Biomedical Sentence Splitting

sed sentence chunker [GitHub]:


Accurate sentence chunking is crucial for minimizing cascading (downstream) NLP errors, e.g.: dependency parsing; semantic parsing; …

  • sed (Linux stream editor), regex expressions
  • biomedical natural language processing (BioNLP) pre-processing
  • superior sentence chunking (splitting):
    • my script > OpenNLP (v. good) ~ GeniaSS
  • usage: command-line or bash scripts
  • rename the scripts, if for convenience you want to use shortened script names:
    • ssc (for sed_sentence_chunker.sh);
    • ssc2 (for sed_sentence_chunker2.sh)
  • See my comments in the bash script(s) for additional detail / information.

USAGE – sed_sentence_chunker.sh:

Processes input file; writes to output file.

      ./sed_sentence_chunker.sh  <input_file>  <output_file>
   bash sed_sentence_chunker.sh  <input_file>  <output_file>

USAGE – sed_sentence_chunker2.sh:

Processes command-line input strings; outputs to terminal and bash environment variable.

See also comments (below) and at: http://persagen.com/about/victoria/projects/sed_sentence_chunker.html

. sed_sentence_chunker2.sh  <<<  "quoted input text / sentences"        ## << note: dot space command
source sed_sentence_chunker2.sh  <<<  "quoted input text / sentences"   ## alternative (script sourcing)

sed_sentence_chunker2.sh example 1:

S="This is sentence 1. This is sentence 2."

. sed_sentence_chunker2.sh <<< $S
This is sentence 1.

This is sentence 2.

cat $OUTPUT
This is sentence 1.

This is sentence 2.

sed_sentence_chunker2.sh example 2:

. sed_sentence_chunker2.sh <<< "This is sentence 3. This is sentence 4."
This is sentence 3.

This is sentence 4.

cat $OUTPUT
This is sentence 3.

This is sentence 4.

Update (2017-Sep-26):

Origin of the sed_sentence_chunker2.sh Script:

A Reader asks via e-mail:

Date: 2017 Sep 26 (Tue) 22:24
From: "raja..."
To: info@Persagen.com
Subject: sentence chunker

Hi Victoria,

I am trying to use your sentence chunking program
(http://persagen.com/about/victoria/projects/sed_sentence_chunker.html).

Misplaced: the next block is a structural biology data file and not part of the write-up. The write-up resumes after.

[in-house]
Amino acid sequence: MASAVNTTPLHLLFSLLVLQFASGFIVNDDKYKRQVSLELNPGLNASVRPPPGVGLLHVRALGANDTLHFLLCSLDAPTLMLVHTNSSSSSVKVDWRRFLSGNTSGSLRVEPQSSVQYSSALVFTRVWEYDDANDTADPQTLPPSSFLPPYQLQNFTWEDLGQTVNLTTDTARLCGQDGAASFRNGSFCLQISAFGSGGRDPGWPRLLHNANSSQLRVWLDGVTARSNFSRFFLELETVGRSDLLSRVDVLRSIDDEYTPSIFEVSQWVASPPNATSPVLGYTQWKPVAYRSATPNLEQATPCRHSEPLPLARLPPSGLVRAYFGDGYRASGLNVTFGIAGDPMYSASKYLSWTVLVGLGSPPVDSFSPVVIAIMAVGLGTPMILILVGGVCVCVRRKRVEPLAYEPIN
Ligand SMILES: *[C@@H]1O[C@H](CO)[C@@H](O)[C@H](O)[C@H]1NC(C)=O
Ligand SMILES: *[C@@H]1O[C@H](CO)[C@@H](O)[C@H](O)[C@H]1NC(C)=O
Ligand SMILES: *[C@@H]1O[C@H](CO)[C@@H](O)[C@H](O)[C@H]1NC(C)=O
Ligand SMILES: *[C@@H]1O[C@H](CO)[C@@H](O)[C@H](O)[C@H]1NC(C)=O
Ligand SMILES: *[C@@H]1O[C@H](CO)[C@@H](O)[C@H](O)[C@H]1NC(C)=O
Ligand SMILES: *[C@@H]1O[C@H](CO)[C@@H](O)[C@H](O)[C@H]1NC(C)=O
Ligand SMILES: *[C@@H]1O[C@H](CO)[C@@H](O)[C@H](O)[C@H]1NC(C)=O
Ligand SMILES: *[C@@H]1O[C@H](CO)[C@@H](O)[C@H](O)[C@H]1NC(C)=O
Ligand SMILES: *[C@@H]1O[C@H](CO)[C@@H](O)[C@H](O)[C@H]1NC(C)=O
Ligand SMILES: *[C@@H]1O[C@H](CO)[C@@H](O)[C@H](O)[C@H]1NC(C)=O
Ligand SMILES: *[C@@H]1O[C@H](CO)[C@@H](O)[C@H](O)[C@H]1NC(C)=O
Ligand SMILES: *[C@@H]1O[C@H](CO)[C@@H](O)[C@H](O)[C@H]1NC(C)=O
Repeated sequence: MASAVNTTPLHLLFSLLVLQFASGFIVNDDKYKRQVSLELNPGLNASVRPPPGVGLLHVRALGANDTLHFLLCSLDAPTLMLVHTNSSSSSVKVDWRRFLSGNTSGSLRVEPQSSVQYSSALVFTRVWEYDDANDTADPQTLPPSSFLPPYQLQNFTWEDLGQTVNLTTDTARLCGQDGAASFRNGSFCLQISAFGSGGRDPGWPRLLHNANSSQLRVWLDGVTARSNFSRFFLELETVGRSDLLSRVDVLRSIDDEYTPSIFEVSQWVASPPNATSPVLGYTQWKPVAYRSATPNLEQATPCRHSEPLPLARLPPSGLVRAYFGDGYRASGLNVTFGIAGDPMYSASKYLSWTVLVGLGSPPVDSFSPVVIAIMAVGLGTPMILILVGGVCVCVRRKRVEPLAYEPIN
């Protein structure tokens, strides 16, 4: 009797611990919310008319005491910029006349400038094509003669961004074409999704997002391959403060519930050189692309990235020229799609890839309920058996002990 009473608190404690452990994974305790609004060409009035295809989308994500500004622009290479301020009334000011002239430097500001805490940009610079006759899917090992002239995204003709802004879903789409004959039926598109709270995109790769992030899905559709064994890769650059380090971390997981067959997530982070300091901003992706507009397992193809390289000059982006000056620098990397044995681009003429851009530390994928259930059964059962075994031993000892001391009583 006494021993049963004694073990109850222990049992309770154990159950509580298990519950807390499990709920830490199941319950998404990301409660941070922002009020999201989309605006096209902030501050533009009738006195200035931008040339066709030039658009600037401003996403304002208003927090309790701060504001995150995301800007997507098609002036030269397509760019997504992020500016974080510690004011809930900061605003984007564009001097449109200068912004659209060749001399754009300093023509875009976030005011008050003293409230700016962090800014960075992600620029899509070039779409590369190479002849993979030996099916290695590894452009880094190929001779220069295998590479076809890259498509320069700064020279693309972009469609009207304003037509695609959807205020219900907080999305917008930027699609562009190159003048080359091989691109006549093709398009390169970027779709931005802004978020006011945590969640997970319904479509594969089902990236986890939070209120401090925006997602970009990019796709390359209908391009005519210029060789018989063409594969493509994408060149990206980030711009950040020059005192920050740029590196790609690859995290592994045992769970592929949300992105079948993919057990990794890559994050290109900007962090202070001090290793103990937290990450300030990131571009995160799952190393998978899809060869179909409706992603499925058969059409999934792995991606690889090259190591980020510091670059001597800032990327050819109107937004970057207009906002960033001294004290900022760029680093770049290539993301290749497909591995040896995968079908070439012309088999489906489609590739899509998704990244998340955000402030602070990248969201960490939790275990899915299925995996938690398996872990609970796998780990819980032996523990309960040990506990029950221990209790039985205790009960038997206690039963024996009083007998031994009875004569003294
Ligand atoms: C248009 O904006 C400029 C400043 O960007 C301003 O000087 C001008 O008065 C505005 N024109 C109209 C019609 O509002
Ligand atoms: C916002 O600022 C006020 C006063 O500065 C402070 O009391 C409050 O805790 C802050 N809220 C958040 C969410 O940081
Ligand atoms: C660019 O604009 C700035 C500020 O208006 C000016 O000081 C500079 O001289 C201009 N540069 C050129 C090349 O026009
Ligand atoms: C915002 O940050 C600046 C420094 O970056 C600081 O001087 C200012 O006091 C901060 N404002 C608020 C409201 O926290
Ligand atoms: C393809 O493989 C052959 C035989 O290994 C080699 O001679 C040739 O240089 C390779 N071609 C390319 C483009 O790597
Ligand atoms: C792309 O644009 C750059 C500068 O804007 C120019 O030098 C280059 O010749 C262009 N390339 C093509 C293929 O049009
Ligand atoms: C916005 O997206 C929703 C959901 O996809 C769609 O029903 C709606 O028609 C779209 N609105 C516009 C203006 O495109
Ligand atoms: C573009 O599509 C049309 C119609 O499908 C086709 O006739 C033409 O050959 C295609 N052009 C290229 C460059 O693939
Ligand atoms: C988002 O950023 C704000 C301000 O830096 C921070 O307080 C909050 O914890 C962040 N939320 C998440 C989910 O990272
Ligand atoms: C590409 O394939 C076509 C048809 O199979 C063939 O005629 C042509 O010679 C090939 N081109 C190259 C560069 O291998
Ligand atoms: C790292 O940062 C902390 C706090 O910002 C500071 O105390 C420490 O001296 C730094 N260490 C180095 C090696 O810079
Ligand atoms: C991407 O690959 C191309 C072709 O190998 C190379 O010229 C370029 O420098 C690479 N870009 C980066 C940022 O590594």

It looks pretty good.

How can I pass a string (text fragment) to the program as an input
variable rather than passing a file name?

I also want to get back the chunked output as a string variable
for further processing. Any suggestions?

Thank you
...

My reply:

Executive summary

The updated script (attached), intended for command-line use as you requested, is

[sed_sentence_chunker2.sh](https://raw.githubusercontent.com/victoriastuart/sed_sentence_chunker/master/sed_sentence_chunker2.sh)

Usage is per the examples below. Basically, call the script as follows (explanations in the output below, and in the Notes at the end of this message):

. sed_sentence_chunker2.sh <<< " Sentence 1. Sentence 2. Victoria's here! \"Internal quotation 1.\" 'Internal quotation 2.' "

Note the space after the period; it is not the not the usual ./script command:

./sed_sentence_chunker2.sh

Alternatively, you can execute this as follows (same thing):

source sed_sentence_chunker2.sh <<< " Sentence 1. Sentence 2. Victoria's here! \"Internal quotation 1.\" 'Internal quotation 2.' "

As explained further below, executing the sed_sentence_chunker2.sh that way allows that script to write the output to a shell variable and export it to the terminal. [Aside: honestly, sed_sentence_chunker.sh is much easier to use. ]